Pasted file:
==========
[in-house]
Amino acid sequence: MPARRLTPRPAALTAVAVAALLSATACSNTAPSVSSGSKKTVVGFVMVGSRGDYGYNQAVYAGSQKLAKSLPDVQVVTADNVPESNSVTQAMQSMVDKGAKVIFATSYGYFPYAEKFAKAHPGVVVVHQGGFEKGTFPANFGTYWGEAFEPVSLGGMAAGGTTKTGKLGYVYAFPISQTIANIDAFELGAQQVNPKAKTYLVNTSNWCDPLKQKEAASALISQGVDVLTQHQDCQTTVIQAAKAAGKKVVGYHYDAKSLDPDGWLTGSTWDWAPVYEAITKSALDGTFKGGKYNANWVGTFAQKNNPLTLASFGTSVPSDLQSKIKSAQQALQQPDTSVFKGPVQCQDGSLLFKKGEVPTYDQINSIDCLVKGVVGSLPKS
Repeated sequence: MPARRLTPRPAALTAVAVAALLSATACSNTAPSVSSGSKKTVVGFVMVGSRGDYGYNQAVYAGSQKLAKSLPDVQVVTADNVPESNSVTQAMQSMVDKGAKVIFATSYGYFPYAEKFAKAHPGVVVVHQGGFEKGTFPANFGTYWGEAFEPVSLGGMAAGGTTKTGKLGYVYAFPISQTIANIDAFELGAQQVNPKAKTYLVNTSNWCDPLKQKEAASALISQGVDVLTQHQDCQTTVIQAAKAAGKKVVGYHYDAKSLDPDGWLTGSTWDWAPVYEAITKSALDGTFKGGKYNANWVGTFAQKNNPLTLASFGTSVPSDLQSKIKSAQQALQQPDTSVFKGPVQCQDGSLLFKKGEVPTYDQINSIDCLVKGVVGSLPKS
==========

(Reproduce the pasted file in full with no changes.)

[in-house]
Amino acid sequence: MPARRLTPRPAALTAVAVAALLSATACSNTAPSVSSGSKKTVVGFVMVGSRGDYGYNQAVYAGSQKLAKSLPDVQVVTADNVPESNSVTQAMQSMVDKGAKVIFATSYGYFPYAEKFAKAHPGVVVVHQGGFEKGTFPANFGTYWGEAFEPVSLGGMAAGGTTKTGKLGYVYAFPISQTIANIDAFELGAQQVNPKAKTYLVNTSNWCDPLKQKEAASALISQGVDVLTQHQDCQTTVIQAAKAAGKKVVGYHYDAKSLDPDGWLTGSTWDWAPVYEAITKSALDGTFKGGKYNANWVGTFAQKNNPLTLASFGTSVPSDLQSKIKSAQQALQQPDTSVFKGPVQCQDGSLLFKKGEVPTYDQINSIDCLVKGVVGSLPKS
Repeated sequence: MPARRLTPRPAALTAVAVAALLSATACSNTAPSVSSGSKKTVVGFVMVGSRGDYGYNQAVYAGSQKLAKSLPDVQVVTADNVPESNSVTQAMQSMVDKGAKVIFATSYGYFPYAEKFAKAHPGVVVVHQGGFEKGTFPANFGTYWGEAFEPVSLGGMAAGGTTKTGKLGYVYAFPISQTIANIDAFELGAQQVNPKAKTYLVNTSNWCDPLKQKEAASALISQGVDVLTQHQDCQTTVIQAAKAAGKKVVGYHYDAKSLDPDGWLTGSTWDWAPVYEAITKSALDGTFKGGKYNANWVGTFAQKNNPLTLASFGTSVPSDLQSKIKSAQQALQQPDTSVFKGPVQCQDGSLLFKKGEVPTYDQINSIDCLVKGVVGSLPKS